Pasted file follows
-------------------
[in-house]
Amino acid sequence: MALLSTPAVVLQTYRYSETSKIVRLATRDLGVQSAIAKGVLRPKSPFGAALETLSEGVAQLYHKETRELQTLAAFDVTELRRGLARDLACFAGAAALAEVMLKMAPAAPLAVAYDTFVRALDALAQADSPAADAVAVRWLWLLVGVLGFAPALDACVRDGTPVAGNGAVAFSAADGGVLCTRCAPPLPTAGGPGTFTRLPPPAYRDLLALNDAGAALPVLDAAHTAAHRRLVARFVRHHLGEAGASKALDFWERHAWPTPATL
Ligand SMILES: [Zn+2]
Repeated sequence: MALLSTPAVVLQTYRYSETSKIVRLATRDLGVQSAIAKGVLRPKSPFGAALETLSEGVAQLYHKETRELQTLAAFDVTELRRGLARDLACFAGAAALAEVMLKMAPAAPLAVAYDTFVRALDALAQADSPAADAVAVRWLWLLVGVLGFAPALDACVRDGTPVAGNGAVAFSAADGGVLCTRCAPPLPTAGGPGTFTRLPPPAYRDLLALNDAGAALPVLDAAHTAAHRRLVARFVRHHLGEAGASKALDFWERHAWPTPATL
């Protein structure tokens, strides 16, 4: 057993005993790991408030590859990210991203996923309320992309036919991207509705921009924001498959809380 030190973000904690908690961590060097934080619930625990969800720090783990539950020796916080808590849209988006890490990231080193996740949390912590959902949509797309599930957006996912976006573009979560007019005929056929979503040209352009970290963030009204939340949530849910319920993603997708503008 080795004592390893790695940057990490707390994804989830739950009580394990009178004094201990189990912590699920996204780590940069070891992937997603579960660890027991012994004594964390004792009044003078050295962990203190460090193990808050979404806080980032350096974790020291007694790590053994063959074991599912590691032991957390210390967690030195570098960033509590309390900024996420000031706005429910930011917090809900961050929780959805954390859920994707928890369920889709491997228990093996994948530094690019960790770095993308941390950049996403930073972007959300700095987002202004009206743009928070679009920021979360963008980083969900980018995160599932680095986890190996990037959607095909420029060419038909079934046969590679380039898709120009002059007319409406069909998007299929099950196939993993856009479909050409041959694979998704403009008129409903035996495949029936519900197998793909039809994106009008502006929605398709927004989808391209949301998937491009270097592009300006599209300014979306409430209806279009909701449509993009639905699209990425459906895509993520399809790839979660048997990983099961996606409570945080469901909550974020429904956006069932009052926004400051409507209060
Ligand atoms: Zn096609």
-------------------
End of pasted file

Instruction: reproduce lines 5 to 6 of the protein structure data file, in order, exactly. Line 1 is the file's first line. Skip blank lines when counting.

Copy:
């Protein structure tokens, strides 16, 4: 057993005993790991408030590859990210991203996923309320992309036919991207509705921009924001498959809380 030190973000904690908690961590060097934080619930625990969800720090783990539950020796916080808590849209988006890490990231080193996740949390912590959902949509797309599930957006996912976006573009979560007019005929056929979503040209352009970290963030009204939340949530849910319920993603997708503008 080795004592390893790695940057990490707390994804989830739950009580394990009178004094201990189990912590699920996204780590940069070891992937997603579960660890027991012994004594964390004792009044003078050295962990203190460090193990808050979404806080980032350096974790020291007694790590053994063959074991599912590691032991957390210390967690030195570098960033509590309390900024996420000031706005429910930011917090809900961050929780959805954390859920994707928890369920889709491997228990093996994948530094690019960790770095993308941390950049996403930073972007959300700095987002202004009206743009928070679009920021979360963008980083969900980018995160599932680095986890190996990037959607095909420029060419038909079934046969590679380039898709120009002059007319409406069909998007299929099950196939993993856009479909050409041959694979998704403009008129409903035996495949029936519900197998793909039809994106009008502006929605398709927004989808391209949301998937491009270097592009300006599209300014979306409430209806279009909701449509993009639905699209990425459906895509993520399809790839979660048997990983099961996606409570945080469901909550974020429904956006069932009052926004400051409507209060
Ligand atoms: Zn096609």